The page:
The Nairobi event kicks off an intensive 6-month business incubation and accelerator programme involving technical, commercial and mentorship activities in France, Germany and South Africa. This includes workshops and coaching sessions with Airbus experts, GIZ’s Make-IT in Africa, MEST and Innocircle coaches.
The programme will culminate with Demo Day events at the biennial Paris International Airshow and a special event in Germany from 19-26 June, when finalists will launch their products, define their collaboration with Airbus and announce their investment commitments in front of representatives from across the aerospace industry.
1. Astral Aerial (Kenya) – using drones for humanitarian cargo transport, surveillance and emergency response.
2. Cote d’Ivoire drone (Ivory Coast) – locally-manufactured drones for various applications.
3. Elemental Numerics (South Africa) – applies computational fluid dynamics techniques to the design of machines and components, ranging from aircraft to heart valves.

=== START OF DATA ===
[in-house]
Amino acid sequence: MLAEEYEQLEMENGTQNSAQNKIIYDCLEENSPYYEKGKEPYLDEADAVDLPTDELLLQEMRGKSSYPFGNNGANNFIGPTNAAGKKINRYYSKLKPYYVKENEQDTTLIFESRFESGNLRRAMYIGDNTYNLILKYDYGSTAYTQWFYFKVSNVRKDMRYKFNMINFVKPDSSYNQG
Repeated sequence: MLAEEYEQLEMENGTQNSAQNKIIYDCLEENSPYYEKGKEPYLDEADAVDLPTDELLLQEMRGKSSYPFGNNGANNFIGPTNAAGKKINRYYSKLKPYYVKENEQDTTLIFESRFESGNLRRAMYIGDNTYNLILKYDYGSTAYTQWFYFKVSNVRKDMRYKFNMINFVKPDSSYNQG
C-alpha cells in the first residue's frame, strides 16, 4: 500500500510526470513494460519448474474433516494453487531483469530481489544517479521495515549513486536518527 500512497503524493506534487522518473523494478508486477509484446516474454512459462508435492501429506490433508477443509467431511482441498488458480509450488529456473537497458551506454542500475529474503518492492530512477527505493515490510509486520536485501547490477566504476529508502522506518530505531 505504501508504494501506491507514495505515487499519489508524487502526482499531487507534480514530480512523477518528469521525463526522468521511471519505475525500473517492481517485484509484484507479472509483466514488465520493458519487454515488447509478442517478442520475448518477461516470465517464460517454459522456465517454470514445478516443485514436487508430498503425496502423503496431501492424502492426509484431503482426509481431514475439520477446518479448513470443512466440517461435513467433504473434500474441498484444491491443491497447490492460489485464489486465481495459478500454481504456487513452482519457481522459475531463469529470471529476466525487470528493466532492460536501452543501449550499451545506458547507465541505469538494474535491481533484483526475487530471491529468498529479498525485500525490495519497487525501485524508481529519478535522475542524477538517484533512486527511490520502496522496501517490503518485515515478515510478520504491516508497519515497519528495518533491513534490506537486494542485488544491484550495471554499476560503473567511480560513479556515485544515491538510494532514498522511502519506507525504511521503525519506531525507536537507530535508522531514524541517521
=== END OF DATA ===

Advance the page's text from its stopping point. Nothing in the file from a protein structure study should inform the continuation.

4. Lentera Limited (Kenya) – applying remote sensors to monitor and transmit environmental data to enable more efficient and smarter farming.
5. Maisha ICT Tech PLC (Ethiopia) – deploying locally built drones for delivering medicines, blood and healthcare items to remote and rural areas.
6. MamaBird (Malawi) – provides a platform to help Governments, NGOs and other organisations deliver vital life-saving supplies to remote communities.
7. Map Action (Mali) – a solution offering real-time online urban mapping to identify problems affecting water supplies, hygiene and sanitation.
8. MobiTech Water Solutions (Kenya) – an online real-time water monitoring solution that allows businesses, homes and water-service providers to manage their available water using an app-based dashboard and instant messaging.